Fluvanna and Greene ought to suck up to Albemarle, Albemarle has got 2.4 million to squander and can't figure out what to do with it. The residents of Greene and Fluvanna I'm sure spend a lot of money here in Albemarle which probably helps cause Albemarle surplus to begin with.
Mama Dragon

Charlottesville, VA

#19 Nov 12, 2012
Imagine the cost of not supporting our public schools.
Greene football coach

Palmyra, VA

#20 Nov 12, 2012
as long as my 89K salary isn't cut - i don't think any other county is stupid enough to pay me that much without teaching
Greene Co Parent

Galax, VA

#21 Nov 13, 2012
Mama Dragon wrote:
Imagine the cost of not supporting our public schools.
To what end? You can only get a certain rate of return on investment. You can not correlate that for every $1 in you get a promised (and steady) rate of return of x%. I grew up in one of the poorest states in the country and the spending per student was 1/3 (adjusted for inflation) as it is today. And I'll tell you, of all the schools around the country I attended, it was the most rewarding and grueling school I attended. Teachers were less of babysitters (Unlike today) and focused on education and not end of the year tests (SOLs). So, please forgive me if I don't boo-hoo about "our children's future" (mine included!) if we stop dumping so many EXTRA millions into a failed structure/system.

I'm teaching my kids to live within a budget and means. We expect our government to. Why should our schools be excluded!?
teacher

Stanardsville, VA

#22 Nov 13, 2012
Greene Co Parent wrote:
<quoted text>
To what end? You can only get a certain rate of return on investment. You can not correlate that for every $1 in you get a promised (and steady) rate of return of x%. I grew up in one of the poorest states in the country and the spending per student was 1/3 (adjusted for inflation) as it is today. And I'll tell you, of all the schools around the country I attended, it was the most rewarding and grueling school I attended. Teachers were less of babysitters (Unlike today) and focused on education and not end of the year tests (SOLs). So, please forgive me if I don't boo-hoo about "our children's future" (mine included!) if we stop dumping so many EXTRA millions into a failed structure/system.
I'm teaching my kids to live within a budget and means. We expect our government to. Why should our schools be excluded!?
What makes you think we have a "failed" system? I'm sure if one of us would take the time to research it, we would find graduation rates are so much higher today than back "then". I see a system where students are PASSING more rigorous subjects than in the past and are leaving school much better prepared to enter the working world. I see a system where it matters if even the lowest readers learn to read at a sufficient level. I see a system that serves the rich, the poor, the gifted, handicapped and learning disabled. I see a system that serves children with parents who care and children with parents that don't care.

There are some things that schools cannot change. Our economy is so much different than it was even 30 years ago. There are fewer factory jobs for students to enter in this decade and students have to be better learned now than in the past if they desire to enter even low-level jobs. Schools are providing avenues for successful careers but they can't make students accept the help, and if you see them as failed, I would have to disagree. The schools are not perfect, but I see the great majority of them working the best that they know how.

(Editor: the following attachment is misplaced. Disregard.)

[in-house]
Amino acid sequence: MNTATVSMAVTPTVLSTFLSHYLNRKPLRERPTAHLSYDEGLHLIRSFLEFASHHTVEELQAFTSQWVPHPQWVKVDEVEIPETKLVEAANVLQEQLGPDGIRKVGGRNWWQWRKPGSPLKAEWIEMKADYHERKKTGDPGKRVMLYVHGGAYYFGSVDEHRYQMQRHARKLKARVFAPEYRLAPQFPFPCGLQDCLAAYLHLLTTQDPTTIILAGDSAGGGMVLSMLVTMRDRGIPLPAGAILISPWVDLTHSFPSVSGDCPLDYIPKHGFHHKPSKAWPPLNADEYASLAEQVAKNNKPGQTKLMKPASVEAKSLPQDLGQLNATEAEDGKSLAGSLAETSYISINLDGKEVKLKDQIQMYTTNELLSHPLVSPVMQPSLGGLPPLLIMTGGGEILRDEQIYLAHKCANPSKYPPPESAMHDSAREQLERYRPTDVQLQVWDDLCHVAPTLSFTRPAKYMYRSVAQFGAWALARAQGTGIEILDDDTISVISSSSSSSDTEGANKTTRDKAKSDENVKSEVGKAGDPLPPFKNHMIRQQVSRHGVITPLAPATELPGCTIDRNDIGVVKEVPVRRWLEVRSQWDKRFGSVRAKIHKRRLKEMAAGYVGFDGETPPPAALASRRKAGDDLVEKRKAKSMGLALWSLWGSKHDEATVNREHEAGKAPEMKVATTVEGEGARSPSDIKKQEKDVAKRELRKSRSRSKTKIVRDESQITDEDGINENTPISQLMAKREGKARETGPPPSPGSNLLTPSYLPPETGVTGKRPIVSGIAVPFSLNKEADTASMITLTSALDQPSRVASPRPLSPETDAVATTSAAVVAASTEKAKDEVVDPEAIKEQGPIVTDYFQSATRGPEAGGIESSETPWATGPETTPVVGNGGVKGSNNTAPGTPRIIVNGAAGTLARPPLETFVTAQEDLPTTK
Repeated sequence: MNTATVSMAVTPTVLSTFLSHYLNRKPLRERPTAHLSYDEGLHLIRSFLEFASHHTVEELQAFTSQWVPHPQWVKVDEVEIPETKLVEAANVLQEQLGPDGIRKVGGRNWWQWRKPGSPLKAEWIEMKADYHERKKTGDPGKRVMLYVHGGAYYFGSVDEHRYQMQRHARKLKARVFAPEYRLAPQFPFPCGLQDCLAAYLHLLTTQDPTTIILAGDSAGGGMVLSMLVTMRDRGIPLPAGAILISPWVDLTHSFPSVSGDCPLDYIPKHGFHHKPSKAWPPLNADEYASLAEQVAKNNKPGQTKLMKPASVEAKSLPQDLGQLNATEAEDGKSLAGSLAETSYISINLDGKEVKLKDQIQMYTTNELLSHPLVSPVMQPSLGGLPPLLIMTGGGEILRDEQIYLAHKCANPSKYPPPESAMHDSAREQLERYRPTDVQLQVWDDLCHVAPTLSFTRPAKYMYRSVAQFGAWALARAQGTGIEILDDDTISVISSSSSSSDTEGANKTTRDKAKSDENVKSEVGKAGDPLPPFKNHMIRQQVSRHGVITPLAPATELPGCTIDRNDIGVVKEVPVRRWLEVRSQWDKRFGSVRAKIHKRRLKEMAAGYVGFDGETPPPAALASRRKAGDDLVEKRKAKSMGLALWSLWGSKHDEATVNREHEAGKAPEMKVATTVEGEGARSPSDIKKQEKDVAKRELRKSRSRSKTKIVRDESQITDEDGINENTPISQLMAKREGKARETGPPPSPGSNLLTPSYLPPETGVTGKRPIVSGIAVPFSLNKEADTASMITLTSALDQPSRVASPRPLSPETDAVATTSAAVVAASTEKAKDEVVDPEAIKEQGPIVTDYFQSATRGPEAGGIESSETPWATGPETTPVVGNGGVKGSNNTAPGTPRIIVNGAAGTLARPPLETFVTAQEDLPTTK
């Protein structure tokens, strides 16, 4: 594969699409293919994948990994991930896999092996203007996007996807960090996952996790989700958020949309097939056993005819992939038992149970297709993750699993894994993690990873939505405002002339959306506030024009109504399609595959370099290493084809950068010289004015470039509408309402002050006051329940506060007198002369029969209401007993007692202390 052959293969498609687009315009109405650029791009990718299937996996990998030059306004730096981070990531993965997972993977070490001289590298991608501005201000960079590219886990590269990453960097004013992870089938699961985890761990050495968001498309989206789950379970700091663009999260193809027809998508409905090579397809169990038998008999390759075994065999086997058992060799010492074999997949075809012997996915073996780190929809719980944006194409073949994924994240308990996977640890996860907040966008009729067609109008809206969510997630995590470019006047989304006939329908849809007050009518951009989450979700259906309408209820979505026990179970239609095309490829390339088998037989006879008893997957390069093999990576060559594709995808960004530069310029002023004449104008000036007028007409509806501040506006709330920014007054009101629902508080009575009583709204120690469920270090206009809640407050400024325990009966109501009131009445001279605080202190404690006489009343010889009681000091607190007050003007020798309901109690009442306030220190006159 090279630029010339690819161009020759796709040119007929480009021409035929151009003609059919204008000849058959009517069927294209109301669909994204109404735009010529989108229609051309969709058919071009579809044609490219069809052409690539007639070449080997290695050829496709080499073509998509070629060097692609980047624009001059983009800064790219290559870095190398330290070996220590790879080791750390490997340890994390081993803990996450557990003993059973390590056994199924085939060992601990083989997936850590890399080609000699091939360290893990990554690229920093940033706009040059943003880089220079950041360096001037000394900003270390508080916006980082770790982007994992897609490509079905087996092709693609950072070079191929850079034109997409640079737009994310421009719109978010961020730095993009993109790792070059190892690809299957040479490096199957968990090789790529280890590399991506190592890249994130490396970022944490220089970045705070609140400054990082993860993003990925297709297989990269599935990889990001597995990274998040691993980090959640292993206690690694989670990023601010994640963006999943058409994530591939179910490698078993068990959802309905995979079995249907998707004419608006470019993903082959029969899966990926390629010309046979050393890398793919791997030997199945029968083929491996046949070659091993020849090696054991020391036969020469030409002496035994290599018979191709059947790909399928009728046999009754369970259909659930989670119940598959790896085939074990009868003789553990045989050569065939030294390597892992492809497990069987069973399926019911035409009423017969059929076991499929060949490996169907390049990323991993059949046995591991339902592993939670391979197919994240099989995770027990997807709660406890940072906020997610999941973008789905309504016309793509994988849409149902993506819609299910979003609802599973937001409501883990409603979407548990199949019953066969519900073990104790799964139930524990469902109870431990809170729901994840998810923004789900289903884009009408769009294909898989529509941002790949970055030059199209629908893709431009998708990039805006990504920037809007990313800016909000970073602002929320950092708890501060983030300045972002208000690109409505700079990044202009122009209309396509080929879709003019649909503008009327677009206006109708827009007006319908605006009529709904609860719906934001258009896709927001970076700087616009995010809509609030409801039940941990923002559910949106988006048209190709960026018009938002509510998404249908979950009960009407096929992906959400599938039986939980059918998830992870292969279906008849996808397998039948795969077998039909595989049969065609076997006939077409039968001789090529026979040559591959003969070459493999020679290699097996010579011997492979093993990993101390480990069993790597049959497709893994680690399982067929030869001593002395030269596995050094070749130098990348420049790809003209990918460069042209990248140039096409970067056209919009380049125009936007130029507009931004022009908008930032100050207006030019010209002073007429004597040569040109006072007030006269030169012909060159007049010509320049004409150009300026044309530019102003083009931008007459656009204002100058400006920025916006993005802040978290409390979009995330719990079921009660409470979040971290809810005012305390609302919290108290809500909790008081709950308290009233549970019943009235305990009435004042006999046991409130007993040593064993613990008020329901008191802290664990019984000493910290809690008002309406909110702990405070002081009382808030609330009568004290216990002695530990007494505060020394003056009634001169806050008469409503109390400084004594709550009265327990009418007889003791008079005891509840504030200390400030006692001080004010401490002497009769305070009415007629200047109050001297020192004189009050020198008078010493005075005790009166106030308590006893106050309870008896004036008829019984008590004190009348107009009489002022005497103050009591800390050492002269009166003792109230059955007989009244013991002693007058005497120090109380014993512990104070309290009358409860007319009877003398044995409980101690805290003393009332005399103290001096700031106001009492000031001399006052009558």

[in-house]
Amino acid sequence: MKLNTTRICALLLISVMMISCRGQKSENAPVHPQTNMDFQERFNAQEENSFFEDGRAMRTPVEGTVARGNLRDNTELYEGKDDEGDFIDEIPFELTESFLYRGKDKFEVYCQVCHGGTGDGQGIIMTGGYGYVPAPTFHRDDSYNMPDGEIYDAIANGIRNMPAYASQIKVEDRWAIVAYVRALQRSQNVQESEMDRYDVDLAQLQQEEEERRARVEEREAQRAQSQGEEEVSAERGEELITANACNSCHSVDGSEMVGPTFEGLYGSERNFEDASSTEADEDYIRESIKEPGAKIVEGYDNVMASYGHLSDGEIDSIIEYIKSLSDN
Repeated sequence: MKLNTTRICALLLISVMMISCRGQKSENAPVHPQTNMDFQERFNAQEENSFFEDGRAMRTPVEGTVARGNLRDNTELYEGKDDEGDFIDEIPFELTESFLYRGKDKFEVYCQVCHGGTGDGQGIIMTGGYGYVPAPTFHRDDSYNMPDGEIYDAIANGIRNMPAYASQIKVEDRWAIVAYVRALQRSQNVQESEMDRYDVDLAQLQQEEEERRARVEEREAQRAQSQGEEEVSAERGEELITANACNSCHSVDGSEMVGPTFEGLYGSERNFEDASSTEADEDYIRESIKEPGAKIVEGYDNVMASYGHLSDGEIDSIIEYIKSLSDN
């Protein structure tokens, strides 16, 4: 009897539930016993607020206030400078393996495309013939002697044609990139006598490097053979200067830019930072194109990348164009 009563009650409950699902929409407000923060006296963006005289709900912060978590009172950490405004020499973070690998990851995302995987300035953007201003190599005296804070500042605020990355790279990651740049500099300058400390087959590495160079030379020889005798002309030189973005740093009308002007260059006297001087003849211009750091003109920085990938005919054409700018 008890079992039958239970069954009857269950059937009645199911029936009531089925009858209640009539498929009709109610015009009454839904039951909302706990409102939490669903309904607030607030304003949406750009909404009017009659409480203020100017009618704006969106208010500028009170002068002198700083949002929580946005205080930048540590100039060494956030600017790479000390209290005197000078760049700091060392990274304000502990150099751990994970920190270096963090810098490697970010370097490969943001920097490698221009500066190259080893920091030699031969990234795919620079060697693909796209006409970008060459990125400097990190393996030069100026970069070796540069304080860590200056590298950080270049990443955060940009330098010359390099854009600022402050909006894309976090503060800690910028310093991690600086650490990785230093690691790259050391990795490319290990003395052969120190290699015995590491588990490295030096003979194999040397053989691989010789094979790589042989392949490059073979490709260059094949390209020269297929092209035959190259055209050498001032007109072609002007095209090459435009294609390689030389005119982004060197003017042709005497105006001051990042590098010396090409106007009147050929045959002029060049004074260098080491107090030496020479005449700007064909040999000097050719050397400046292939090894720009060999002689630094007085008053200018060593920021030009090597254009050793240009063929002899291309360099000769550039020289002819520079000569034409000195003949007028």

Greene Co Parent

Galax, VA

#23 Nov 13, 2012
teacher wrote:
<quoted text>
What makes you think we have a "failed" system? I'm sure if one of us would take the time to research it, we would find graduation rates are so much higher today than back "then". I see a system where students are PASSING more rigorous subjects than in the past and are leaving school much better prepared to enter the working world. I see a system where it matters if even the lowest readers learn to read at a sufficient level. I see a system that serves the rich, the poor, the gifted, handicapped and learning disabled. I see a system that serves children with parents who care and children with parents that don't care.
There are some things that schools cannot change. Our economy is so much different than it was even 30 years ago. There are fewer factory jobs for students to enter in this decade and students have to be better learned now than in the past if they desire to enter even low-level jobs. Schools are providing avenues for successful careers but they can't make students accept the help, and if you see them as failed, I would have to disagree. The schools are not perfect, but I see the great majority of them working the best that they know how.
Correction, failing, not failed.
Mama Dragon

Charlottesville, VA

#24 Nov 13, 2012
Greene Co Parent wrote:
<quoted text>
Correction, failing, not failed.
The only thing failing here is you. It's pretty obvious you came from one of the poorest states in the nation and have never been properly educated. All you have done is prove my point.
Spaghetti Ralph

Woodbridge, VA

#25 Nov 13, 2012
Close the schools! Most of the education the kids in greene will ever need will be furnished in that Walmart training video.